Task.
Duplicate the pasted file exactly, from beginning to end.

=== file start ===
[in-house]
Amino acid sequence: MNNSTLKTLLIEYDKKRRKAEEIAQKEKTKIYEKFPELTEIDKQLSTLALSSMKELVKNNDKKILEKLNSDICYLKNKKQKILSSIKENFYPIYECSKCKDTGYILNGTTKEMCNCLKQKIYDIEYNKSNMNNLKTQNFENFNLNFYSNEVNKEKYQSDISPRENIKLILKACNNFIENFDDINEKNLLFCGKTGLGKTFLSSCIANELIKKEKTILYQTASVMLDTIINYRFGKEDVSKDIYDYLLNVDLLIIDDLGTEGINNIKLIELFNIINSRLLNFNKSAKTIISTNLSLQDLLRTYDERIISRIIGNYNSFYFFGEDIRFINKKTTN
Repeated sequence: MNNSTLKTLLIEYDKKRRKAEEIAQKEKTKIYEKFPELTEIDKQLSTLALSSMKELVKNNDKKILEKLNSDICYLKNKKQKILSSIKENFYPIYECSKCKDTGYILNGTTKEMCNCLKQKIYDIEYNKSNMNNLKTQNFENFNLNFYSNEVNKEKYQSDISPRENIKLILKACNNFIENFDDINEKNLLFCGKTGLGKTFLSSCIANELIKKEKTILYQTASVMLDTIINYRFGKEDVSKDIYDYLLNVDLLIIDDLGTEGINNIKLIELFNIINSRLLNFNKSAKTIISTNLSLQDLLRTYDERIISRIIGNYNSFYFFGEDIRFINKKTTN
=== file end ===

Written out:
[in-house]
Amino acid sequence: MNNSTLKTLLIEYDKKRRKAEEIAQKEKTKIYEKFPELTEIDKQLSTLALSSMKELVKNNDKKILEKLNSDICYLKNKKQKILSSIKENFYPIYECSKCKDTGYILNGTTKEMCNCLKQKIYDIEYNKSNMNNLKTQNFENFNLNFYSNEVNKEKYQSDISPRENIKLILKACNNFIENFDDINEKNLLFCGKTGLGKTFLSSCIANELIKKEKTILYQTASVMLDTIINYRFGKEDVSKDIYDYLLNVDLLIIDDLGTEGINNIKLIELFNIINSRLLNFNKSAKTIISTNLSLQDLLRTYDERIISRIIGNYNSFYFFGEDIRFINKKTTN
Repeated sequence: MNNSTLKTLLIEYDKKRRKAEEIAQKEKTKIYEKFPELTEIDKQLSTLALSSMKELVKNNDKKILEKLNSDICYLKNKKQKILSSIKENFYPIYECSKCKDTGYILNGTTKEMCNCLKQKIYDIEYNKSNMNNLKTQNFENFNLNFYSNEVNKEKYQSDISPRENIKLILKACNNFIENFDDINEKNLLFCGKTGLGKTFLSSCIANELIKKEKTILYQTASVMLDTIINYRFGKEDVSKDIYDYLLNVDLLIIDDLGTEGINNIKLIELFNIINSRLLNFNKSAKTIISTNLSLQDLLRTYDERIISRIIGNYNSFYFFGEDIRFINKKTTN